Zach Britton, Baltimore's rookie left-hander, was nine years old when the Orioles last had a winning season.
Since then — in the 13 seasons and counting since the Orioles capped their last good summer by losing to the Cleveland Indians in the 1997 ALCS — they've lost in ways hard for even the most pessimistic mind to imagine. They've lost 267 more games than they've won. Hell, it's been five years since they last won even 70 games in a single season.
They've been done in by a host of reasons almost too depressing to list — by Peter Angelos, the game's second-worst owner;1 by a succession of impossibly inept front-office and on-field overseers; by a strange addiction to high-priced former stars long past their prime;2 and by a series of terrible clubhouses, including what I believe to be the single worst clubhouse in the history of baseball, which I'll vent about a little later because I'm still not over it.
When Zach Britton was drafted by Baltimore in 2007, he's not sure that he'd seen so much as a single Orioles game. They'd just never entered his field of view.
"I didn't even know who Jim Palmer was," he said last week, sitting in the dugout before a game in Toronto.
Just then, Jim Palmer walked by in a shirt and tie, blowing sunflower seeds all over the turf.
"I mean, I knew he was a Hall of Famer," Britton said, a little too quickly.
But Britton isn't alone in his absence of memory. For an entire generation of fans outside Baltimore — and even a fair share of them in Baltimore — the Orioles have ceased to exist. A once-proud franchise, Jim Palmer's once-dominant team, has disappeared into baseball's great hopeless void. There have been a grand total of six ALCS games at Camden Yards; the Orioles have lost five of them. They have a long way to go to become even afterthoughts.
"Believe me, when I got drafted, I heard all about it," Britton said. "People kept telling me what a bad organization it was. The most positive thing I heard was that I should be happy because the team had no talent and I was going to fly through. In my first couple of seasons in the minors, even, people seemed OK with losing. They were counting down the days until the season ended."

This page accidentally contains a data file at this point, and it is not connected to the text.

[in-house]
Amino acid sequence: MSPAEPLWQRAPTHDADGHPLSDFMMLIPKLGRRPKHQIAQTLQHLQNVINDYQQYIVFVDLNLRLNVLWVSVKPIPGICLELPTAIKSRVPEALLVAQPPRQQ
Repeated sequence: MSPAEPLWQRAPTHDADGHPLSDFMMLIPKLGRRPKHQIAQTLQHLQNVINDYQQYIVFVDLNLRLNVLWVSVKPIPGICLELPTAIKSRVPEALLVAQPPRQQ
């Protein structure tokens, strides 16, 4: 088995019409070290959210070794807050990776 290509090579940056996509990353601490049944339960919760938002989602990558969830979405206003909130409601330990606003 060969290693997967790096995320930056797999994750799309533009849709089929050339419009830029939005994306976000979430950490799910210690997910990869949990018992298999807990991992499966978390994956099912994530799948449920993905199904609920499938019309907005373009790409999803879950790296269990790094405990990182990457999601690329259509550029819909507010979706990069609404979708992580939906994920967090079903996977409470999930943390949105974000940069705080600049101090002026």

Darkness rolled in.
"But to be honest, I didn't really like that," he said. "I didn't want to accept losing. That wasn't me. I want to win every game we ever play. I kind of decided we would."
And then, light.
There it was, for 8½ blissful days. "My favorite time in the big leagues," Britton said of this season's start.3
After Brian Matusz opened the year on the disabled list, Britton was unexpectedly tabbed to pitch Baltimore's third game of the year. In his major league debut, he allowed a single run on three hits to finish a sweep of the Rays in Tampa Bay. The next day, the Orioles played at home for the first time this season, against the Detroit Tigers. The weather was perfect. The ballpark was full. Baltimore was in first place in the Beast.
When Zach Britton was introduced — when he stepped through the gate and onto the grass in centerfield — he received a rousing ovation. Here, in this left-handed kid from California, was hope.
"The place went crazy," Britton said. "I didn't think anybody would know who I was. But they knew. I had goose bumps the entire time."
By the end of that week, after they took two of three from the Tigers and the first game of a doubleheader against the Rangers, the Orioles found themselves an improbable 6-1. Britton shut out the Rangers in that game to go 2-0, on his way to a 4-1 start with a 2.84 ERA. He became the first Oriole rookie to win four times in the month of April.
Back then, Britton sat in an empty Camden Yards, hours before a game, with Matusz and Jake Arrieta. It was just the three of them in that great silent ballpark. The young rotation had come up through the Orioles system together, combining to make for one of the best potential homegrown trios since Hudson-Mulder-Zito for the Oakland A's, or at least Toronto's Halladay-Carpenter-Escobar.4 Now they sat together — having arrived all at once in this different Baltimore, in this city that, for so long, had seemed less like a destination and more like a dead end — and they allowed themselves to imagine out loud.
"We imagined that stadium full, the lights on, at the end of October," Britton said. "We talked about how awesome that would be, to pack that place in the postseason. We like this city. We like this team. We feel like it's a family, and we really want to win. I've seen the Yankees and Boston, and they have this aura — like they expect to win every game. I want that for Baltimore."